It is time to check back in on our old friend the yield curve. We know that the Federal Reserve is looking to keep the short end of the curve very low, but we are seeing an upward movement on the middle part of the curve (see the change from the 3/30/2020 line to the 11/13/2020 line in the chart above). This is normal. There is only so low that the 10-year Treasury can go, and there is only so much supply that the market is willing to soak up. This means that when there is more and more issuance, yields have to go up to entice investors to take on the risk of holding a longer-dated bond. The Federal Reserve has been doing its best to monetize the debt created by the large deficits over the past six months, and we don’t doubt it will continue to do such going forward.
The Federal Reserve took on a Herculean task earlier this year when it set out to preserve the good functioning of financial markets as coronavirus lockdowns began. That task is not over. Looking back at the fallout from the Global Financial Crisis of 2008-2009, the Fed’s programs designed to directly address the market's problems did not cease until 2015, and it was 2018 before we started to see an unwinding of the swollen balance sheet left over from fighting the GFC (see the chart below). So don’t be surprised by further monetary policy coming out of the Fed to continue to support the recovery for several years to come.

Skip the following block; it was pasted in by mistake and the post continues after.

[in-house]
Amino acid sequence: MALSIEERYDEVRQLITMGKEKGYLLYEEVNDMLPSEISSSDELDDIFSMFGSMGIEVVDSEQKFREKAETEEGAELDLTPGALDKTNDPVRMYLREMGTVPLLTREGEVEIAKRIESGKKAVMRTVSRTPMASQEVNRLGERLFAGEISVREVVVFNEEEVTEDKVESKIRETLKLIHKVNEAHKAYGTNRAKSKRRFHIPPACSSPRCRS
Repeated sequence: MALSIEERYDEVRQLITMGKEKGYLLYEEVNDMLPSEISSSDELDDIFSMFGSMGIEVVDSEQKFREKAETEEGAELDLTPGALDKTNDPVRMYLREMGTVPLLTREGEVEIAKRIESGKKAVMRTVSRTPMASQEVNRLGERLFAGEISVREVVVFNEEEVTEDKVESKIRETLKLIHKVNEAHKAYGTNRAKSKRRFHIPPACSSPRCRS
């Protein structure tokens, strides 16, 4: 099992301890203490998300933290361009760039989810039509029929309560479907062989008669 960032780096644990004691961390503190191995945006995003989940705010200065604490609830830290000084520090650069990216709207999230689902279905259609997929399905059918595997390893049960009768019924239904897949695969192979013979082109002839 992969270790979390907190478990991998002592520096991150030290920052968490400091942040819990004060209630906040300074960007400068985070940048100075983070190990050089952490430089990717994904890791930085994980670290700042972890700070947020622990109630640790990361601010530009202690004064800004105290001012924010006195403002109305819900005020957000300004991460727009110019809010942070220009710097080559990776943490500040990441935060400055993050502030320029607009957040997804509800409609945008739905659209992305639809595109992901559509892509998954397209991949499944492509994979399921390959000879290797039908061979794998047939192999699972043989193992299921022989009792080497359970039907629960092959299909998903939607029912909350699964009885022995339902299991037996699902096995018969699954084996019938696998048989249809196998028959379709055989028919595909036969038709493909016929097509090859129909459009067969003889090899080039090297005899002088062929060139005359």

It remains to be seen what options are available to the Fed if capital markets begin to trend lower again. They pulled out most of the stops in the beginning of 2020, but such drastic measures did keep the system functioning. And that may be the best praise that we can bestow upon them.